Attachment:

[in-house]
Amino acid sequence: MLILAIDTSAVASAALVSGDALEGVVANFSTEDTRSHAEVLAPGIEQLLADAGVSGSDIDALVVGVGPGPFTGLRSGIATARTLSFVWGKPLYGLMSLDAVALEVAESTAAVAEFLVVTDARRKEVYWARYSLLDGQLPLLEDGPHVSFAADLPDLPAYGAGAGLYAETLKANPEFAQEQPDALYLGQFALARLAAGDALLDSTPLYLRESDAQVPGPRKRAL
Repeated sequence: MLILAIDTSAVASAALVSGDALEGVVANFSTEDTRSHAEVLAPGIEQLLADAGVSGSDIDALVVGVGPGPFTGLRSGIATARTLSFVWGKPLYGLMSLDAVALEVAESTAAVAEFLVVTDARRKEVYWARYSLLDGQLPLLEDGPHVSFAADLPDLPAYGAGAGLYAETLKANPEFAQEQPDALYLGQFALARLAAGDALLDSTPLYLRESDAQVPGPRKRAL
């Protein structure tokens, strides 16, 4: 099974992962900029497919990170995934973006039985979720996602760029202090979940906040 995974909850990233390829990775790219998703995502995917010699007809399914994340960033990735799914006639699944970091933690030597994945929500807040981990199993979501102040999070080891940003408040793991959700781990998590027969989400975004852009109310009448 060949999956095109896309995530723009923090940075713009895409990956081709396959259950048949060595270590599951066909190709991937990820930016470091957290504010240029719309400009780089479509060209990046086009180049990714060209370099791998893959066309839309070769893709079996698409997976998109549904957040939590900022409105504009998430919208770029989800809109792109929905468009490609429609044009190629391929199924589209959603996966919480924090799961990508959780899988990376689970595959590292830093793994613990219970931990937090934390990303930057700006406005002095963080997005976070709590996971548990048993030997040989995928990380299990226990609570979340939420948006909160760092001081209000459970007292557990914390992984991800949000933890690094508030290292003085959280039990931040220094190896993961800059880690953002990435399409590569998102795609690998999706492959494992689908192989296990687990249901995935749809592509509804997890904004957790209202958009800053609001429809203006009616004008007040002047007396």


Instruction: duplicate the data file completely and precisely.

[in-house]
Amino acid sequence: MLILAIDTSAVASAALVSGDALEGVVANFSTEDTRSHAEVLAPGIEQLLADAGVSGSDIDALVVGVGPGPFTGLRSGIATARTLSFVWGKPLYGLMSLDAVALEVAESTAAVAEFLVVTDARRKEVYWARYSLLDGQLPLLEDGPHVSFAADLPDLPAYGAGAGLYAETLKANPEFAQEQPDALYLGQFALARLAAGDALLDSTPLYLRESDAQVPGPRKRAL
Repeated sequence: MLILAIDTSAVASAALVSGDALEGVVANFSTEDTRSHAEVLAPGIEQLLADAGVSGSDIDALVVGVGPGPFTGLRSGIATARTLSFVWGKPLYGLMSLDAVALEVAESTAAVAEFLVVTDARRKEVYWARYSLLDGQLPLLEDGPHVSFAADLPDLPAYGAGAGLYAETLKANPEFAQEQPDALYLGQFALARLAAGDALLDSTPLYLRESDAQVPGPRKRAL
């Protein structure tokens, strides 16, 4: 099974992962900029497919990170995934973006039985979720996602760029202090979940906040 995974909850990233390829990775790219998703995502995917010699007809399914994340960033990735799914006639699944970091933690030597994945929500807040981990199993979501102040999070080891940003408040793991959700781990998590027969989400975004852009109310009448 060949999956095109896309995530723009923090940075713009895409990956081709396959259950048949060595270590599951066909190709991937990820930016470091957290504010240029719309400009780089479509060209990046086009180049990714060209370099791998893959066309839309070769893709079996698409997976998109549904957040939590900022409105504009998430919208770029989800809109792109929905468009490609429609044009190629391929199924589209959603996966919480924090799961990508959780899988990376689970595959590292830093793994613990219970931990937090934390990303930057700006406005002095963080997005976070709590996971548990048993030997040989995928990380299990226990609570979340939420948006909160760092001081209000459970007292557990914390992984991800949000933890690094508030290292003085959280039990931040220094190896993961800059880690953002990435399409590569998102795609690998999706492959494992689908192989296990687990249901995935749809592509509804997890904004957790209202958009800053609001429809203006009616004008007040002047007396």